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New azooxanthellate genus of Scleractinia (Flabellidae) from the Australian Cenozoic

Published online by Cambridge University Press:  01 March 2017

Stephen D. Cairns
Affiliation:
Department of Invertebrate Zoology, National Museum of Natural History, Smithsonian Institution, Washington, DC 20560, USA 〈cairnss@si.edu〉
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Abstract

A new genus of flabellid scleractinian coral, Periplacotrochus, is described from the late Eocene to middle Miocene of Victoria, South Australia, and Tasmania. It differs from Placotrochus in having a pedicellate base, and from Flabellum in having a lamellar columella. Six previously described species are redescribed, illustrated, and reassigned to this genus (P. deltoideus Duncan, 1864, P. corniculatus Dennant, 1899, P. elongatus Duncan, 1864, P. pueblensis Dennant, 1903, P. inflectus Dennant, 1903, and P. magnus Dennant, 1904), and one new species is described: P. cudmorei. One species, Placotrochus elegans Tennison-Woods, 1878a, is considered as a nomen dubium. A key is provided to the seven species placed in this genus.

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Copyright
Copyright © 2017, The Paleontological Society 

Introduction

Duncan (1864) noted that there were ‘paired’ flabellid genera, or maybe only groups of species, differing from one another by only one character, such as the presence or absence of a lamellar columella. He called these ‘mimetic’ genera, or those that mimic one another, except for one character. He also noted that groups of flabellid species might also differ from another by having a pedicellate (attached) base or having transverse division, being otherwise similar. He categorized 10 flabellid species into four permutations or categories (Fig. 1): (1) pedicellate and lacking a columella (typical Flabellum Lesson, Reference Lesson1831, Fig. 1, Category 1), (2) pedicellate but with a lamellar columella (unnamed higher taxon, herein Periplacotrochus, Fig. 1, Category 2), (3) transverse division and lacking a columella (future Truncatoflabellum Cairns, Reference Cairns1989b, Fig. 1, Category 3), and (4) transverse division but with a lamellar columella (typical Placotrochus Milne Edwards and Haime, Reference Milne Edwards and Haime1848, Fig. 1, Category 4). Species in the third category mentioned in the preceding are quite common, represented by at least 38 species, occurring in water depths of 2–3,010 m around the world, as well as in the fossil record as early as the middle Eocene (Cairns, Reference Cairns2016). This group was frequently discussed (see Cairns, Reference Cairns1989b) but not named until 1989, when Cairns (Reference Cairns1989a, Reference Cairnsb) suggested that transverse division conferred an evolutionary advantage to this genus. He called the genus Truncatoflabellum Cairns, Reference Cairns1989b. A similar situation occurs between Category 4 (Placotrochus) and Category two; however, because species belonging to Category two occur exclusively as fossils in southern Australia and are collected, this species group has never been named. Cairns (Reference Cairns1989b, p. 75) had implied the need for such a name, calling this group of species the ‘Placotrochusdeltoideus species complex (Cairns, Reference Cairns1989b, table 4). The purpose of this paper is to name this genus and redescribe the species contained in it.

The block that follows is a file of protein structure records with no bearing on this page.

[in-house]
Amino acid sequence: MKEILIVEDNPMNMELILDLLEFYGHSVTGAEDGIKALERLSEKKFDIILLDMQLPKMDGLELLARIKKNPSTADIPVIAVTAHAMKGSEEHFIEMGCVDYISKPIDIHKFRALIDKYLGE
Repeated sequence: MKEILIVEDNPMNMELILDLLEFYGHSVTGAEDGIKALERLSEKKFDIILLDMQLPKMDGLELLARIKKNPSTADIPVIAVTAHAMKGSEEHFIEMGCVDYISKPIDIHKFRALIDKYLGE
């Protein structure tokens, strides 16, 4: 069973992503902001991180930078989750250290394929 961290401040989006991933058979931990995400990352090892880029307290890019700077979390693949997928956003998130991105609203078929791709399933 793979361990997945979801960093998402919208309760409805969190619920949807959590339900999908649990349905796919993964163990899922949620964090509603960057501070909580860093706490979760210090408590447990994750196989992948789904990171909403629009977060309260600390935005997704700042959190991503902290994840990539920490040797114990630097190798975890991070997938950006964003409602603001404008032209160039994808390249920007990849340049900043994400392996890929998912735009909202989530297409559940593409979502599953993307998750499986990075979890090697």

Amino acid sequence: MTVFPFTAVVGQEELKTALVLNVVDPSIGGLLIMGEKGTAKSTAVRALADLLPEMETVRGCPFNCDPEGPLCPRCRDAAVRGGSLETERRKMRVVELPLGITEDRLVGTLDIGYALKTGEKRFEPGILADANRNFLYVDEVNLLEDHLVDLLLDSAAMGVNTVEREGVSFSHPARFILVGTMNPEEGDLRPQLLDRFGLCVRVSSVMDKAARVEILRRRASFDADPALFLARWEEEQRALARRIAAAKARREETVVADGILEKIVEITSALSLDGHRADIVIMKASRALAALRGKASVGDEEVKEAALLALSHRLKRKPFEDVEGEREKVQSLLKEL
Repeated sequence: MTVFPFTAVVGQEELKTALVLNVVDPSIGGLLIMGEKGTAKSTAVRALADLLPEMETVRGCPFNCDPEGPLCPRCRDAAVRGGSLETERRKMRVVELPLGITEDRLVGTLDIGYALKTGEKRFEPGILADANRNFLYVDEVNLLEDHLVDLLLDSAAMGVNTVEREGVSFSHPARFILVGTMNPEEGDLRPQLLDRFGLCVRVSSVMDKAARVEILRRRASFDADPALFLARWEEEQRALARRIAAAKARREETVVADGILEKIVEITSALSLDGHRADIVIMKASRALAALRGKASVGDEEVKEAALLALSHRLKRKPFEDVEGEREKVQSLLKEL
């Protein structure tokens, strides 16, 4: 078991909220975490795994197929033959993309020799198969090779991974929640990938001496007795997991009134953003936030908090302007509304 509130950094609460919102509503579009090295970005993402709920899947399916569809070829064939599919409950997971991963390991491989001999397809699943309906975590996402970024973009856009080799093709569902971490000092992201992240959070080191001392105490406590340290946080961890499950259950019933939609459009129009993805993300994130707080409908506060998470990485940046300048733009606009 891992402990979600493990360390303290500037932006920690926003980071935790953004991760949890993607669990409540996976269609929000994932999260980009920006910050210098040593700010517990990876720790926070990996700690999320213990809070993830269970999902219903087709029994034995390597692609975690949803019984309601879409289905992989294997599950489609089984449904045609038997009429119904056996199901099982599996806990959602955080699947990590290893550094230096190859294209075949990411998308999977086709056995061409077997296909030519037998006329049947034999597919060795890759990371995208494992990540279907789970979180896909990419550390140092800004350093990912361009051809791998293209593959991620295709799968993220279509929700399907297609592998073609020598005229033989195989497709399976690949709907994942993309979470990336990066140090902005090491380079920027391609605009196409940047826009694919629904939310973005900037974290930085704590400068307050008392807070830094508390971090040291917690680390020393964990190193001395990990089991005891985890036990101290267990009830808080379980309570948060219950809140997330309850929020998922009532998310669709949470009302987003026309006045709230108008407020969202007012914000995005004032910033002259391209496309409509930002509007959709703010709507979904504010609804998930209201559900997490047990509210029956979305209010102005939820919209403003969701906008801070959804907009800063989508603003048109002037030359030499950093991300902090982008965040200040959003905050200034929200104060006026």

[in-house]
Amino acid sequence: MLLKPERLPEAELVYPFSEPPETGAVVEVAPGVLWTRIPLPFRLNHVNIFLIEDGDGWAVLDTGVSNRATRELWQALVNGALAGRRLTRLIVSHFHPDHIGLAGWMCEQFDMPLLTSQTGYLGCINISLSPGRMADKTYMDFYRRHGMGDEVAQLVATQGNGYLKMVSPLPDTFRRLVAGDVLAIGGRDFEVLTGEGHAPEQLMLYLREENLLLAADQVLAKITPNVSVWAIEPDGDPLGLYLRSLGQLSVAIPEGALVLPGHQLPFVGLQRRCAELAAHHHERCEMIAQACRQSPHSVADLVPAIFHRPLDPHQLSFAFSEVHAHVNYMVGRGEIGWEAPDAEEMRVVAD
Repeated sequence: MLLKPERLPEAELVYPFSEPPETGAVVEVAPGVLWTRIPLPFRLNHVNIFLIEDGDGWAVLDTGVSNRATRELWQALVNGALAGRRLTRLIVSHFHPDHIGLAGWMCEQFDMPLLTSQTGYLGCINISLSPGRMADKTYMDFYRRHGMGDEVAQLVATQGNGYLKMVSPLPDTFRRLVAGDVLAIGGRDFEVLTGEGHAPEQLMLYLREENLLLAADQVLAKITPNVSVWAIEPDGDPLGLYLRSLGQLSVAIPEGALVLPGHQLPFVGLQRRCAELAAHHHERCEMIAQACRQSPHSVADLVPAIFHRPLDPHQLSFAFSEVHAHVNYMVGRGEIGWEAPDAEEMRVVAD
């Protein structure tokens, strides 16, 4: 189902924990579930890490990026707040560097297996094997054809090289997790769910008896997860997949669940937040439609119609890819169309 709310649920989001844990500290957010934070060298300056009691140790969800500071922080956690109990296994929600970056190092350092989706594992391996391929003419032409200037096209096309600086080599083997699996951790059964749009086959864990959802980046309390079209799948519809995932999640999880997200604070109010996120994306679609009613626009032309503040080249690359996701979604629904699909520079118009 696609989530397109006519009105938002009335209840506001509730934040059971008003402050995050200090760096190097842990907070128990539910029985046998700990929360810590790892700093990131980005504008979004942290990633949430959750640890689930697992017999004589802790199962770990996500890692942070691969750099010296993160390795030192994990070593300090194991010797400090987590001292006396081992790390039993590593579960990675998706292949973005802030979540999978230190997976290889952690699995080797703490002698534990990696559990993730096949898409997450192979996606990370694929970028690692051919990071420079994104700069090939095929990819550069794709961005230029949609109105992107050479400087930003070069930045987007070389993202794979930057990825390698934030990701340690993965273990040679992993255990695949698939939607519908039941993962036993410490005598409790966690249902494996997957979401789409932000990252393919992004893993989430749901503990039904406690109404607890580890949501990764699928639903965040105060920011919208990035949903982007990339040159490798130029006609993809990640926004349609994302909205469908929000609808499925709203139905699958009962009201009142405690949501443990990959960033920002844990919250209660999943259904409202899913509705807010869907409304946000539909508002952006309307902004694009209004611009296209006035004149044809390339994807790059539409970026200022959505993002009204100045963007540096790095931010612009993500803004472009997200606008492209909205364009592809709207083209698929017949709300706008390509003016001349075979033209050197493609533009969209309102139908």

Figure 1 The four permutations or categories of genera resulting from the character states of two characters: presence or absence of a lamellar columella and pedicellate vs. transverse division. (Category 1) Flabellum, exemplified by F. magnificum, USNM 81951. (Category 2) Periplacotrochus, exemplified by the holotype of P.cudmorei. (Category 3) Truncatoflabellum, exemplified by the neotype of T. candeanum, USNM 81963. (Category 4) Placotrochus, exemplified by P. laevis, USNM 81994.